The Agency for Healthcare Research and Quality recently announced finalists on a national challenge to use data to better identify and predict health-care needs on a large population level. The goal of the Visualization Resources of Community-Level Social Determinants of Health Challenge is to for policy makers, advocates, public officials, health-care providers and more to understand more accurately the needs of those affected most by the social determinants of health.
As doctors, we know making it to a clinic appointment is important, but showing up is only a small piece of the health-care puzzle. Research shows that diet, exercise and tobacco use are health behaviors that are affected by social and economic factors.
For example, the average income for a person without a high school diploma is around $27,000 annually, according to the Bureau of Labor Statistics. This means low income housing will likely be the only option for shelter.
Low income housing is usually situated in vulnerable neighborhoods that have dilapidated sidewalks and playgrounds, limited access to public transportation, few economic opportunities, increased crime, and are usually devoid of grocery stores due to overall disinvestment.
Researchers estimate that about 40 percent of health-care outcomes are based on social and economic factors and health behaviors are a close second at 30 percent. Where you are born, live, work, and play can determine health care outcomes and create health-care inequities. The Association of American Medical Colleges and its member medical schools and teaching hospitals have made it their mission to “improve the health of all.”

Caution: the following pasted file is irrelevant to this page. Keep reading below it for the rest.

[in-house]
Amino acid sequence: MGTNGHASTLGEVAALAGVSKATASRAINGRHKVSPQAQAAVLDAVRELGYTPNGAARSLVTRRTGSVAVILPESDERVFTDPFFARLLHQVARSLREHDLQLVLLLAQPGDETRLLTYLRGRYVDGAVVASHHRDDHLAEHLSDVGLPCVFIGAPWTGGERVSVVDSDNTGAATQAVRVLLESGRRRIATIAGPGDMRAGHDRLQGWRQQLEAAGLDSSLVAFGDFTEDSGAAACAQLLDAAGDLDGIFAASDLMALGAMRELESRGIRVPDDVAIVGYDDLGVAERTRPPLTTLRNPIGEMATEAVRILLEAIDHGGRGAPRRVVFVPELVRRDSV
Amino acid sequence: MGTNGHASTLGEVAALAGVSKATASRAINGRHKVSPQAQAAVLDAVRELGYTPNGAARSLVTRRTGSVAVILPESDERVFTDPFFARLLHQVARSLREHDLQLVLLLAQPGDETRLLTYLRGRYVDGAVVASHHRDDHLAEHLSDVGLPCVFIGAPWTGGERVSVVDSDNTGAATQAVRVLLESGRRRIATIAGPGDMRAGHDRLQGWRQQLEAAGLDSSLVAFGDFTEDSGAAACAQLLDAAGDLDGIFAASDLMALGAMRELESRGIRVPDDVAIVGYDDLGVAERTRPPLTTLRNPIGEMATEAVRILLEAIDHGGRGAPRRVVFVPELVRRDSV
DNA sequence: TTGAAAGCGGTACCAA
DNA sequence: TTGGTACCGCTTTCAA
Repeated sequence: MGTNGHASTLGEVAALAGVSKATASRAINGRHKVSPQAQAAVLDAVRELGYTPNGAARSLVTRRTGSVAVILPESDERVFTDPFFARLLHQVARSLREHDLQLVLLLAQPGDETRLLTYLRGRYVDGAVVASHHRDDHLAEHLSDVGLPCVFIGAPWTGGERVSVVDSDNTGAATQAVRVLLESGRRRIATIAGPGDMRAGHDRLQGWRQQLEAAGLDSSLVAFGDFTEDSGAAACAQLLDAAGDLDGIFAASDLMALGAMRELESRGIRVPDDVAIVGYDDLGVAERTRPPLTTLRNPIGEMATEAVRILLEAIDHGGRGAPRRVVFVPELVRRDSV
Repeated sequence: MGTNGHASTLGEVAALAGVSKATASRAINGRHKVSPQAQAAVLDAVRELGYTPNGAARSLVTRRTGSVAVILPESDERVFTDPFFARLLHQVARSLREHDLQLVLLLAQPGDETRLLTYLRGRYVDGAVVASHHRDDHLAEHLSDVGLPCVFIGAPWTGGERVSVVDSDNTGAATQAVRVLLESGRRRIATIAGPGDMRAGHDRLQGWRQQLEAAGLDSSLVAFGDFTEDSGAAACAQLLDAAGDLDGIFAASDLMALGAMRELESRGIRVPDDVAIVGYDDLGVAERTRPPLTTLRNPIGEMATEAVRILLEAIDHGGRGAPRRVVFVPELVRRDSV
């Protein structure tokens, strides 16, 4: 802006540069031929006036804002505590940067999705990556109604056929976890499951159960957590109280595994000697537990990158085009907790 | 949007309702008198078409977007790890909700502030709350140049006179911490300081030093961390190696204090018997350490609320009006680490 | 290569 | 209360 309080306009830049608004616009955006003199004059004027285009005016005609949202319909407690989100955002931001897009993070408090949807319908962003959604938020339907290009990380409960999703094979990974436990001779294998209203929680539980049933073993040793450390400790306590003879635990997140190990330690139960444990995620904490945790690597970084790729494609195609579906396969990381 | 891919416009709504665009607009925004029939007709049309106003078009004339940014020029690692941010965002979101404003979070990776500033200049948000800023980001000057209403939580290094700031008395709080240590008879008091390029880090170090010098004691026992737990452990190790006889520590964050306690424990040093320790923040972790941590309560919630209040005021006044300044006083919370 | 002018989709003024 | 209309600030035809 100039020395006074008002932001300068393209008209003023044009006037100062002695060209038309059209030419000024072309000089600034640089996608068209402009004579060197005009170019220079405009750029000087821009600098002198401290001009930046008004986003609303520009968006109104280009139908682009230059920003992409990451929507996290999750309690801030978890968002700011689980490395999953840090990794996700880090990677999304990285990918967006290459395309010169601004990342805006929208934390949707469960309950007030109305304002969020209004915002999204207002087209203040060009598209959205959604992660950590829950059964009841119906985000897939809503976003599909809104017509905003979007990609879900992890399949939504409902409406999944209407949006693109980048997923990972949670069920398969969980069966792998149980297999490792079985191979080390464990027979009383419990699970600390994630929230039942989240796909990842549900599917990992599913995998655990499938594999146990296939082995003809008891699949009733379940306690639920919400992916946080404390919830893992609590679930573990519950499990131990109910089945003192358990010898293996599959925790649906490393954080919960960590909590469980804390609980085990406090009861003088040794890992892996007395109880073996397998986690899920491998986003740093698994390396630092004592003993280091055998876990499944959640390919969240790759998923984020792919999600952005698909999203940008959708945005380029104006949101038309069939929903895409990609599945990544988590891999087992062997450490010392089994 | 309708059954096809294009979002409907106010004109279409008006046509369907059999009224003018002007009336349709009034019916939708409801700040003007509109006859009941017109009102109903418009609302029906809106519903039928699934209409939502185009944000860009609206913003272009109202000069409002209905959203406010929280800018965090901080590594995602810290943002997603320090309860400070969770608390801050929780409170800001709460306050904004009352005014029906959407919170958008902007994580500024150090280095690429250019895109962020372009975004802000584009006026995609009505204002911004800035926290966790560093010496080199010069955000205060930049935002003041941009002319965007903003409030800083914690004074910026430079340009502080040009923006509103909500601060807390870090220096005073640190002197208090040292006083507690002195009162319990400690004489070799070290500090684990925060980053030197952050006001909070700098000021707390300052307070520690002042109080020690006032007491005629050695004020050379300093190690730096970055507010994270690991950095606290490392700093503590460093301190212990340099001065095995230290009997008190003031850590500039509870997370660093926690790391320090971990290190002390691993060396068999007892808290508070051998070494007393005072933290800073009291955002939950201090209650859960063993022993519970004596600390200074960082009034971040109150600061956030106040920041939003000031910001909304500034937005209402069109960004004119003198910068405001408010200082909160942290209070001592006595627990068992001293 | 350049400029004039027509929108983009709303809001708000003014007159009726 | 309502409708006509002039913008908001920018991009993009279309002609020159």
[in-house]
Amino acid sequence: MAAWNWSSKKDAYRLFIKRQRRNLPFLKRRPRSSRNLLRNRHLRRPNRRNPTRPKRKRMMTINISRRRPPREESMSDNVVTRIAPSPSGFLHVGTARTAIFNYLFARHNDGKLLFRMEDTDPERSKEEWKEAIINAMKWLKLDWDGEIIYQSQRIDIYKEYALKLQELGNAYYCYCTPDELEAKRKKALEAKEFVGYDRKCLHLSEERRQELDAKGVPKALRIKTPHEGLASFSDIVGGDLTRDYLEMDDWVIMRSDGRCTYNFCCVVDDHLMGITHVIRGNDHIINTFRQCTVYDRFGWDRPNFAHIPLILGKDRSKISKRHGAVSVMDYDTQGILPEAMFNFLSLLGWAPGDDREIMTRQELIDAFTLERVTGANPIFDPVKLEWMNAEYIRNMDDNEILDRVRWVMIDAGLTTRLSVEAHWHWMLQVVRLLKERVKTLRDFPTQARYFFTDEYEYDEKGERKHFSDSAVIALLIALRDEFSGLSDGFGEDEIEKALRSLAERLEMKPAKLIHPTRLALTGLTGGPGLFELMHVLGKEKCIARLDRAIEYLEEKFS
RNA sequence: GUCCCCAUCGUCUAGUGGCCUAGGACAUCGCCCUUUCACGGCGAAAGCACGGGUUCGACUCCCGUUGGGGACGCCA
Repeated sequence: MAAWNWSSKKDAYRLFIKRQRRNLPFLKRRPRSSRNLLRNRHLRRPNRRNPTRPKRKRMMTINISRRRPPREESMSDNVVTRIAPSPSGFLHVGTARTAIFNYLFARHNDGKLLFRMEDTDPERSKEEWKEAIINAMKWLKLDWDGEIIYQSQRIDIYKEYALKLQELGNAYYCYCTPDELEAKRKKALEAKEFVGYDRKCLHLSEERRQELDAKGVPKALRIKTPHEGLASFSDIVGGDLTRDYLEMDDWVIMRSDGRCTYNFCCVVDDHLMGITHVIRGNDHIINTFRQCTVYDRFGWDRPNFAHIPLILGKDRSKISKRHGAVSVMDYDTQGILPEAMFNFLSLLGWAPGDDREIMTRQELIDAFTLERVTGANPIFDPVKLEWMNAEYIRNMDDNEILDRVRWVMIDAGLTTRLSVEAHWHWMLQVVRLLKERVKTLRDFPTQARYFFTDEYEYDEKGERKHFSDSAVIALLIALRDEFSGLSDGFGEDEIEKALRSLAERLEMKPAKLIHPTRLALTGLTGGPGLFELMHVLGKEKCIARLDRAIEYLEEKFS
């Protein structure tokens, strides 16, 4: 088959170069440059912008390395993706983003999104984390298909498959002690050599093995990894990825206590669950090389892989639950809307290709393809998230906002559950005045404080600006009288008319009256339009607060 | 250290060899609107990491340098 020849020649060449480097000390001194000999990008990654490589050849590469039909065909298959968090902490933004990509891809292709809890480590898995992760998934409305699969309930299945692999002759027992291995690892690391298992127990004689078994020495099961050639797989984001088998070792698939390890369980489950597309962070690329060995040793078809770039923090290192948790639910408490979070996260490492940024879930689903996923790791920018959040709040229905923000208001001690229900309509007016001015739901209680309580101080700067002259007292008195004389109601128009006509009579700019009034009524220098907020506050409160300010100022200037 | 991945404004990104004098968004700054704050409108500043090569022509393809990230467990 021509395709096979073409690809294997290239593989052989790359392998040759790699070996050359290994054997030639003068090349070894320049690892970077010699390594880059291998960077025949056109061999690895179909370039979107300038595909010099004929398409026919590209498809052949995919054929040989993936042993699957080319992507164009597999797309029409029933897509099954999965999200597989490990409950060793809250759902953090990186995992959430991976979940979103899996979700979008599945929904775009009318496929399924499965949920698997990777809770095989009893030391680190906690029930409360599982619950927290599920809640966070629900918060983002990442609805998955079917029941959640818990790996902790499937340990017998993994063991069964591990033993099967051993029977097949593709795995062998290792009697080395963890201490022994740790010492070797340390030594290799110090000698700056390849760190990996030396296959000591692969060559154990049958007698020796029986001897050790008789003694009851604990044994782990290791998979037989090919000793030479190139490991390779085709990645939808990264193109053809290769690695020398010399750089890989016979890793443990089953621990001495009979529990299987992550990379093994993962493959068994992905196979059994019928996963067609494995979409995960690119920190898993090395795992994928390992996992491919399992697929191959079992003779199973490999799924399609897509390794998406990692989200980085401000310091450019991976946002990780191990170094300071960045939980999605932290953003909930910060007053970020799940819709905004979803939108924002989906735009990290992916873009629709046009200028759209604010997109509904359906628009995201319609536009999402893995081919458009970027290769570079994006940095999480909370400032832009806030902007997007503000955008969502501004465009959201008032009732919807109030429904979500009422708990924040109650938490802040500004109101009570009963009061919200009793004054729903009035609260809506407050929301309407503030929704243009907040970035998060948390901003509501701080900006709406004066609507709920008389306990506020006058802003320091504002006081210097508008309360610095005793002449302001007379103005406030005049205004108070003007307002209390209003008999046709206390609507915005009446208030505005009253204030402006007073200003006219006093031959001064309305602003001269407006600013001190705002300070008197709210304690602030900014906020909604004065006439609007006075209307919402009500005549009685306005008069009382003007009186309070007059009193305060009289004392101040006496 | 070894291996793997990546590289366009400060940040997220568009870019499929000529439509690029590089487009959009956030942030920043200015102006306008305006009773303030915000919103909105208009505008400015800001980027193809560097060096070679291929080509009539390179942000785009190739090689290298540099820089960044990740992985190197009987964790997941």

Nonprofit hospitals and health systems, including teaching hospitals, are now required to conduct a community health needs assessment that identifies and prioritizes local health needs of the population they serve. Each hospital must make the assessment widely available to the public and develop an implementation strategy that describes how the hospital will address the needs of their community.
Teaching hospitals are now looking more closely at food access, social support, poverty, education, housing, and transportation needs of their patients and putting programs in place to support those who have needs in these areas.
Social and economic disadvantages contribute to health-care disparities which in turn impact overall health. Addressing the social determinants of health can offer insight into the lives of the patients we serve and help us improve their health and the quality of the care we provide.
As a physician, I am not an expert on population health or the economic disadvantages of under education. But I do know that handing someone a prescription and letting them walk out the door isn’t what’s going to make them well.
As doctors, we need to be compassionately nosy. We need to ask personal questions, not just hand out a survey and hope for the best. We can start a dialogue and make it personal.
We can build on the doctor-patient relationship already established by finding out why the patient missed the last two appointments. We can ask our patients if they feel safe at home and inquire about why they aren’t taking their medicines.
We can determine if the patient is making the painful choice between purchasing medicine or purchasing food. A brief conversation and a referral to the proper resources will increase awareness regarding the social factors that impact the health behaviors of patients, improve the effectiveness of our treatment plans, and make a huge difference in the life of the patient.
It might be the difference between life and death.
Laura Deon, M.D., is an assistant professor in the Department of Physical Medicine and Rehabilitation at Rush University Medical Center where she specializes in Pediatric Rehabilitation. She teaches the Health Equity and Social Justice Course at Rush Medical College and is also a Public Voices Fellow with The OpEd Project.